Justin Trudeau should ask the Governor-General to dissolve Parliament immediately, with a general election to follow in April. Instead, he and his remaining advisers will likely hunker down and hope that time dulls the public outrage over his acts.
But let there be no mistake: According to Wednesday’s testimony from Jody Wilson-Raybould, the Prime Minister and his most senior advisers gravely undermined the rule of law when they repeatedly urged her as attorney-general to interfere in the criminal prosecution of SNC-Lavalin for partisan political reasons. To have then threatened her when she refused, and to have removed her from her portfolio when she would not bow to those threats, was reprehensible.
A prime minister who has been accused of such abuses by his own former attorney-general should no longer have the confidence of the House of Commons. This government should fall.
Instead, the Liberal caucus will probably continue to support their leader out of blind loyalty. And the strategists preparing for the scheduled October election doubtless already have the lines out: The Prime Minister was only trying to preserve the thousands of jobs that would be at risk if SNC-Lavalin were convicted; no one intended to press or threaten the former minister; the final decision was always hers to make.
This may wash with some people, but won’t with many others. Ms. Wilson-Raybould’s testimony Wednesday was so utterly damning that the Liberals no longer have a moral mandate to govern.
The testimony last week of Michael Wernick, Clerk of the Privy Council, now makes sense. When he insisted that no one applied “inappropriate pressure" to Ms. Wilson-Raybould, the nation’s most senior public servant must have hoped to cauterize the impact of her testimony before she gave it. If so, he failed. Few people of goodwill who listened to Ms. Wilson-Raybould as she carefully but relentlessly described a campaign of pressure, partisan concerns, intimidation and threats, based on the meticulous notes she made of each meeting, will believe him and not her.
The Clerk’s testimony seems even more strident and ill-advised in light of what she said.
But it is Mr. Trudeau’s actions that deserve the fiercest condemnation. When the first Globe and Mail story appeared saying Ms. Wilson-Raybould had been pressed to defer the prosecution of SNC-Lavalin, and he said the story was false, he must have known it was not false.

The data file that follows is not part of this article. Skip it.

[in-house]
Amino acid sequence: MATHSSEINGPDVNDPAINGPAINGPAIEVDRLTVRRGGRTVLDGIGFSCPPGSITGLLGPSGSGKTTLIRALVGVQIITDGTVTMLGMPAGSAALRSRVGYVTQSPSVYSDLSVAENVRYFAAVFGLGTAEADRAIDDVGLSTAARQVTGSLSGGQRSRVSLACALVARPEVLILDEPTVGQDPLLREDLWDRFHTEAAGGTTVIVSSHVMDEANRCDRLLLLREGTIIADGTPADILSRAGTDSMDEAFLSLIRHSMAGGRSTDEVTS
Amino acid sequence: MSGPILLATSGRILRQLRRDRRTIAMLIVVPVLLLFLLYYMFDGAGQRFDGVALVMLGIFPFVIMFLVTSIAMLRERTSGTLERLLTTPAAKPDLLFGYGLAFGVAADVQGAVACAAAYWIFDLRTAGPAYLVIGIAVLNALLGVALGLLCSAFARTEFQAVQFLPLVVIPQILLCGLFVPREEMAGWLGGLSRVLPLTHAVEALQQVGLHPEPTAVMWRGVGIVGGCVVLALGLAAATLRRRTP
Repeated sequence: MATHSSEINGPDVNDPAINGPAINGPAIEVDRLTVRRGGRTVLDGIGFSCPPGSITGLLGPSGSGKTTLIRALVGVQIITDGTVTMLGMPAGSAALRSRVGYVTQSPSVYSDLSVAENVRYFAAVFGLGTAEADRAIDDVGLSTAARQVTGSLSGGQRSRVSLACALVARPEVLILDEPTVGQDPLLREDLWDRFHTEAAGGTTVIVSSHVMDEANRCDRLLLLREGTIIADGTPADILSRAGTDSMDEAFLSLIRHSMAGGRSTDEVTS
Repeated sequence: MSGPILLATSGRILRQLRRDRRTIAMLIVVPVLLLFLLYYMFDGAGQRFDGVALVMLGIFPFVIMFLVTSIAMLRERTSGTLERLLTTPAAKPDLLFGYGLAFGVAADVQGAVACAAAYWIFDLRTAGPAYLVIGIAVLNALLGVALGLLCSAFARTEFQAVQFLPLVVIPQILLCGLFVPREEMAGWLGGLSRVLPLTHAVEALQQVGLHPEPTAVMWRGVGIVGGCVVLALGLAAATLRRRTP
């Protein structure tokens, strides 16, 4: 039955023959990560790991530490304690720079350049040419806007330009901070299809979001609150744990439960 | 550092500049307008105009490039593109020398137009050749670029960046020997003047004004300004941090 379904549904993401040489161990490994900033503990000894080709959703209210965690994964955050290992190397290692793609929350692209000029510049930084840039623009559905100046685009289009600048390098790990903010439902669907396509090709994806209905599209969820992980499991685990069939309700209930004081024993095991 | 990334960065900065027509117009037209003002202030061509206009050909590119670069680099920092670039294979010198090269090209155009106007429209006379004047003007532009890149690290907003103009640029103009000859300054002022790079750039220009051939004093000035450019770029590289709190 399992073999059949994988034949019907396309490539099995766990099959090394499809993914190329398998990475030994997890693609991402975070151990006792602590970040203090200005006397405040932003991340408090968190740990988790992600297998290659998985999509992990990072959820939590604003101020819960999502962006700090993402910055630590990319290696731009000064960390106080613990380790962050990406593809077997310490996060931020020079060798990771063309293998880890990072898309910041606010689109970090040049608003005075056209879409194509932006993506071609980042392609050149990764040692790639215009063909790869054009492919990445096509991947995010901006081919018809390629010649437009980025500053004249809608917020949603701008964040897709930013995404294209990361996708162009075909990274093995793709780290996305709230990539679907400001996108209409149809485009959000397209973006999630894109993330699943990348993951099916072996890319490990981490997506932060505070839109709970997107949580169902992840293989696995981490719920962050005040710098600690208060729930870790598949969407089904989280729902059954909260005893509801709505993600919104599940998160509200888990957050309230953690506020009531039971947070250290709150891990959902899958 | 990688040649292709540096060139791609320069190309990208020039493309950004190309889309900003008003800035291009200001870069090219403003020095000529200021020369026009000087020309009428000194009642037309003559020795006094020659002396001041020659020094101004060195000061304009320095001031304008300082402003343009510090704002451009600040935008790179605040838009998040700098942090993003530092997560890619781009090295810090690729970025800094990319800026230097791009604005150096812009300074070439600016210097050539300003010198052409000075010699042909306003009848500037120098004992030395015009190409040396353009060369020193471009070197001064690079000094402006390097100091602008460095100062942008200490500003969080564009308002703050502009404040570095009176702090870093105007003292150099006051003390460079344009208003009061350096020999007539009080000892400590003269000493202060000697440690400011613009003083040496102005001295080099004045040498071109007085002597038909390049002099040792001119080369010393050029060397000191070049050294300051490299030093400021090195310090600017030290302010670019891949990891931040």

When he said that if Ms. Wilson-Raybould had any concerns, she had an obligation to raise them, he must have known she had raised those concerns with growing alarm at each meeting that she insisted should not even be taking place.
When he said that Ms. Wilson-Raybould would be attorney-general today had Scott Brison not stepped down as president of Treasury Board, forcing a cabinet shuffle, he must have known that Ms. Wilson-Raybould thought she was being forced out of her portfolio because she would not bend to his will.
And when he told reporters time and again that the Canadian authorities detained Huawei executive Meng Wanzhou for an extradition hearing because Canada is a nation of the rule of law, he must have known that he was being a rank hypocrite. He was throwing the rule of law in the ditch every time he tried to force his attorney-general to abandon a criminal prosecution because he needed to get re-elected.
You might well believe that, despite these serial abuses, the Liberals are still best-suited to govern the country, and Mr. Trudeau to lead the party. You might believe that he was only trying to save jobs and pensions at SNC-Lavalin, and that the other parties are too far to the right or left. That would be reasonable.
But it would also be reasonable to believe that Mr. Trudeau abused the powers of his office, and that his most senior advisers abused theirs, and that Canadians no longer have confidence in their federal government. That Finance Minister Bill Morneau, who also tried to put pressure on Ms. Wilson-Raybould to cut SNC-Lavalin some slack, no longer has a mandate to present a budget. That this government can no longer represent Canada before the world.
Let the guys in the war room scheme about how they can rescue the party’s reputation between now and the scheduled October election. Let the partisans recite their lines in front of the cameras. The right thing to do is to let the people decide the fate of this government. The right thing to do is have an election now.
The Canadian Press